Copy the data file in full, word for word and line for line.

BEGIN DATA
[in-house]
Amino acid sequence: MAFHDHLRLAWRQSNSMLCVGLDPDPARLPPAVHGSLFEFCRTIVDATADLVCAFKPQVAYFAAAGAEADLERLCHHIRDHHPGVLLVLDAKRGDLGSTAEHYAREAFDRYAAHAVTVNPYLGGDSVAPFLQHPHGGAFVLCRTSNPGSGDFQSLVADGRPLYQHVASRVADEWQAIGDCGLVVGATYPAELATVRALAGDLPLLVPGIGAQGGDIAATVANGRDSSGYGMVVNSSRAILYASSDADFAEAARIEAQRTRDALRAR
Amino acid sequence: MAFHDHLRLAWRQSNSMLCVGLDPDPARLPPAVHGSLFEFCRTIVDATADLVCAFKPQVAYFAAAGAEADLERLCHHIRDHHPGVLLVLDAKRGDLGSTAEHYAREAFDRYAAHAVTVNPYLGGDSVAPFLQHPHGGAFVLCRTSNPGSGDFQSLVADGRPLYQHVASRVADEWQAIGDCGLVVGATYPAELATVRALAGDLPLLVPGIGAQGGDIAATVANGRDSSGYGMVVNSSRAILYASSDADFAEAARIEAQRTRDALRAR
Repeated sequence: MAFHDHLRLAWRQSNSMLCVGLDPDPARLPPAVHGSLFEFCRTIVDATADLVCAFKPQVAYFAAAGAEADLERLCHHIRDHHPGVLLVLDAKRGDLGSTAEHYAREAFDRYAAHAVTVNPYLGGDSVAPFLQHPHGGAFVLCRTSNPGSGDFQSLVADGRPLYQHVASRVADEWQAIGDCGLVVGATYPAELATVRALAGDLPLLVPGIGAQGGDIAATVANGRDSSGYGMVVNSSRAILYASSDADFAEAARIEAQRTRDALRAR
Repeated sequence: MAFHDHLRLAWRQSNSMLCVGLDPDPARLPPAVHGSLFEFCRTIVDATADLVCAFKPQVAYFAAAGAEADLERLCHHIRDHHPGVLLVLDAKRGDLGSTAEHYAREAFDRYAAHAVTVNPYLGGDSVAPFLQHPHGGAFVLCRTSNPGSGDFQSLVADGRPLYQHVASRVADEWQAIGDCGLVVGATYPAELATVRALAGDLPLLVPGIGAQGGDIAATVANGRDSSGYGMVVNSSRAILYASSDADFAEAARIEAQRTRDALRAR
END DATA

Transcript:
[in-house]
Amino acid sequence: MAFHDHLRLAWRQSNSMLCVGLDPDPARLPPAVHGSLFEFCRTIVDATADLVCAFKPQVAYFAAAGAEADLERLCHHIRDHHPGVLLVLDAKRGDLGSTAEHYAREAFDRYAAHAVTVNPYLGGDSVAPFLQHPHGGAFVLCRTSNPGSGDFQSLVADGRPLYQHVASRVADEWQAIGDCGLVVGATYPAELATVRALAGDLPLLVPGIGAQGGDIAATVANGRDSSGYGMVVNSSRAILYASSDADFAEAARIEAQRTRDALRAR
Amino acid sequence: MAFHDHLRLAWRQSNSMLCVGLDPDPARLPPAVHGSLFEFCRTIVDATADLVCAFKPQVAYFAAAGAEADLERLCHHIRDHHPGVLLVLDAKRGDLGSTAEHYAREAFDRYAAHAVTVNPYLGGDSVAPFLQHPHGGAFVLCRTSNPGSGDFQSLVADGRPLYQHVASRVADEWQAIGDCGLVVGATYPAELATVRALAGDLPLLVPGIGAQGGDIAATVANGRDSSGYGMVVNSSRAILYASSDADFAEAARIEAQRTRDALRAR
Repeated sequence: MAFHDHLRLAWRQSNSMLCVGLDPDPARLPPAVHGSLFEFCRTIVDATADLVCAFKPQVAYFAAAGAEADLERLCHHIRDHHPGVLLVLDAKRGDLGSTAEHYAREAFDRYAAHAVTVNPYLGGDSVAPFLQHPHGGAFVLCRTSNPGSGDFQSLVADGRPLYQHVASRVADEWQAIGDCGLVVGATYPAELATVRALAGDLPLLVPGIGAQGGDIAATVANGRDSSGYGMVVNSSRAILYASSDADFAEAARIEAQRTRDALRAR
Repeated sequence: MAFHDHLRLAWRQSNSMLCVGLDPDPARLPPAVHGSLFEFCRTIVDATADLVCAFKPQVAYFAAAGAEADLERLCHHIRDHHPGVLLVLDAKRGDLGSTAEHYAREAFDRYAAHAVTVNPYLGGDSVAPFLQHPHGGAFVLCRTSNPGSGDFQSLVADGRPLYQHVASRVADEWQAIGDCGLVVGATYPAELATVRALAGDLPLLVPGIGAQGGDIAATVANGRDSSGYGMVVNSSRAILYASSDADFAEAARIEAQRTRDALRAR